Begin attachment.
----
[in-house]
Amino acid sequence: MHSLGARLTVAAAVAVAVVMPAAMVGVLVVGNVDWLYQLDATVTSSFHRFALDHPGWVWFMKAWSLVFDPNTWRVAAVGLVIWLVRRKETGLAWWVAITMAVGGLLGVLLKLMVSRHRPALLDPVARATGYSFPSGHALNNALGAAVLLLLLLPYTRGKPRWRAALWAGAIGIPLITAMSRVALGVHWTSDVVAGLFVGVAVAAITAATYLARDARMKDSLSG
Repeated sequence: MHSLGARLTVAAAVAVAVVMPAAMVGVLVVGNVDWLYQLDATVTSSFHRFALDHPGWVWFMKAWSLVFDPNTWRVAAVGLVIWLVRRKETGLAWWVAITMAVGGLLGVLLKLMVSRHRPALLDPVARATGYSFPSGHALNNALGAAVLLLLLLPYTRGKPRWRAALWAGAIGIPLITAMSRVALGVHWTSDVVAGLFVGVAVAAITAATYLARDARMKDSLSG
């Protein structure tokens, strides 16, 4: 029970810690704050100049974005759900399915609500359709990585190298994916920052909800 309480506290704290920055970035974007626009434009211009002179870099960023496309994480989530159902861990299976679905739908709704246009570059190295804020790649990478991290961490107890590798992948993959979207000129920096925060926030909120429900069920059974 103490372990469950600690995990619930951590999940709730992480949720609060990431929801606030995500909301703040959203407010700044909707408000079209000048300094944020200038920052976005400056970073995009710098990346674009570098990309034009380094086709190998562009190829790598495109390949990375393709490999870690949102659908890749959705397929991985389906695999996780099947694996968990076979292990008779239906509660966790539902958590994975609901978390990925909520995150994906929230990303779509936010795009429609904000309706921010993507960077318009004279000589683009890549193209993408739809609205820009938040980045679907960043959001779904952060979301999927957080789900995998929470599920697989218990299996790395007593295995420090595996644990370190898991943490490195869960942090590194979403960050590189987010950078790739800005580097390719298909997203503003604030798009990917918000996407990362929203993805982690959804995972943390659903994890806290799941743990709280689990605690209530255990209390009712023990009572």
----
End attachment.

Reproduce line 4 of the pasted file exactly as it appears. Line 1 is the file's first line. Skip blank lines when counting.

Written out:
């Protein structure tokens, strides 16, 4: 029970810690704050100049974005759900399915609500359709990585190298994916920052909800 309480506290704290920055970035974007626009434009211009002179870099960023496309994480989530159902861990299976679905739908709704246009570059190295804020790649990478991290961490107890590798992948993959979207000129920096925060926030909120429900069920059974 103490372990469950600690995990619930951590999940709730992480949720609060990431929801606030995500909301703040959203407010700044909707408000079209000048300094944020200038920052976005400056970073995009710098990346674009570098990309034009380094086709190998562009190829790598495109390949990375393709490999870690949102659908890749959705397929991985389906695999996780099947694996968990076979292990008779239906509660966790539902958590994975609901978390990925909520995150994906929230990303779509936010795009429609904000309706921010993507960077318009004279000589683009890549193209993408739809609205820009938040980045679907960043959001779904952060979301999927957080789900995998929470599920697989218990299996790395007593295995420090595996644990370190898991943490490195869960942090590194979403960050590189987010950078790739800005580097390719298909997203503003604030798009990917918000996407990362929203993805982690959804995972943390659903994890806290799941743990709280689990605690209530255990209390009712023990009572």